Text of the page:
Yeiner Perez, BART's Naked Acrobat, Files Motion To Be Released From Jail
According to the District Attorney's Office, Perez's attorney has filed a motion asking the court to release the defendant on his own recognizance, which prosecutors "completely oppose." The judge will hear the motion tomorrow afternoon, said Alex Bastian, spokesman for the DA's Office.
"In the interest of public safety and the community at large and the defendant himself, we are opposed to the defendant being released in the manner in which it's being proposed," Bastian told us.
As readers could never ever forget, Perez, 24, was arrested in June after he was seen on video, naked, attacking BART passengers in between performing bizarre, yet very professional, acrobatic stunts, including aerials and the splits.
Perez, who, according to authorities, is in the United States illegally, had been a member of a local circus troupe dubbed ClownsnotBombs which later fired him after the video of his antics went viral.
The incident occurred on May 10, and although he was detained, police released Perez after he underwent a psychiatric evaluation and the DA declined to file charges. It wasn't until a month later that the video appeared on YouTube, sparking outrage and confusion over why the man seen in the video had not been arrested.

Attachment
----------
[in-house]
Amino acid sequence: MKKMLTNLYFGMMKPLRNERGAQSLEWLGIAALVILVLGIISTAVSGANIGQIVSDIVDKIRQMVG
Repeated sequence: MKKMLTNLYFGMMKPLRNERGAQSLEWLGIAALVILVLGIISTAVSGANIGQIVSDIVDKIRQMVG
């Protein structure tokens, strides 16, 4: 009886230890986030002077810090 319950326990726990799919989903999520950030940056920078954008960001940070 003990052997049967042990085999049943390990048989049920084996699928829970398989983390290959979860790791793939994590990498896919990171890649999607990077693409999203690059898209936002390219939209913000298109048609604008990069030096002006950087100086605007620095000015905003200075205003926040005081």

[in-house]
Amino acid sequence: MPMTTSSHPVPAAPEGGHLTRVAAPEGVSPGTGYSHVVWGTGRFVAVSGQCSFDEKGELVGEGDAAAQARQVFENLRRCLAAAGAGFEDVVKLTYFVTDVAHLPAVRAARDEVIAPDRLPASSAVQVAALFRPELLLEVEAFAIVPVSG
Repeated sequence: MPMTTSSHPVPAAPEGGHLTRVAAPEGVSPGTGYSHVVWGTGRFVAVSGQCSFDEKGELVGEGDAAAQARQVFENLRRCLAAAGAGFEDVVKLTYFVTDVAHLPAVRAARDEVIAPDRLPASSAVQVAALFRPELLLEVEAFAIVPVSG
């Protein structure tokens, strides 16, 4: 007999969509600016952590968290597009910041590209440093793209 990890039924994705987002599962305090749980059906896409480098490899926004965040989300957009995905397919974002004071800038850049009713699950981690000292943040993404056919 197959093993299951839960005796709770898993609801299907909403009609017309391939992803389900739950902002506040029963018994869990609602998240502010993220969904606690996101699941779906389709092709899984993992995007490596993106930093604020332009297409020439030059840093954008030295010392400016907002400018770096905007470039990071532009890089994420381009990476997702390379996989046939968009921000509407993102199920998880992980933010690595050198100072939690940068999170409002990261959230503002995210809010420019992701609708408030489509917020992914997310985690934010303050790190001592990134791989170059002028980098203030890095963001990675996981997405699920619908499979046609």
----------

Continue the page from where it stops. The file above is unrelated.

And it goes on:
Using the video as more evidence that a crime or two had occurred, BART police tracked down Perez and arrested him again on June 17. His bail was set to $100,000, which he has not been able to pay.
Perez has been charged with two felony counts of false imprisonment and four misdemeanor counts of battery on public transportation.
The Public Defender's Office told the Examiner that Perez has been deteriorating in jail and not receiving the kind of treatment that would offer a lasting solution to his mental illness. According to Perez's attorney, Paul Myslin, the Department of Public Health refuses to approve funding that would allow Perez admission into San Francisco's Behavioral Health Court, which offers mental health care for defendants in certain criminal cases and helps them find housing and jobs, the Ex reports. That's because when Perez was arrested, he told authorities he lived in Berkeley and the program is only available to San Francisco residents.
However, Myslin said that Perez is actually homeless and has been couch surfing with friends up until his arrest.
As a result of all this, Myslin is asking the court to release Perez so that he can seek the mental health treatment in Alameda County. A judge is expected to make a ruling tomorrow.
No word on whether Perez, who is an East Bay resident, would hop BART home should he be released from jail.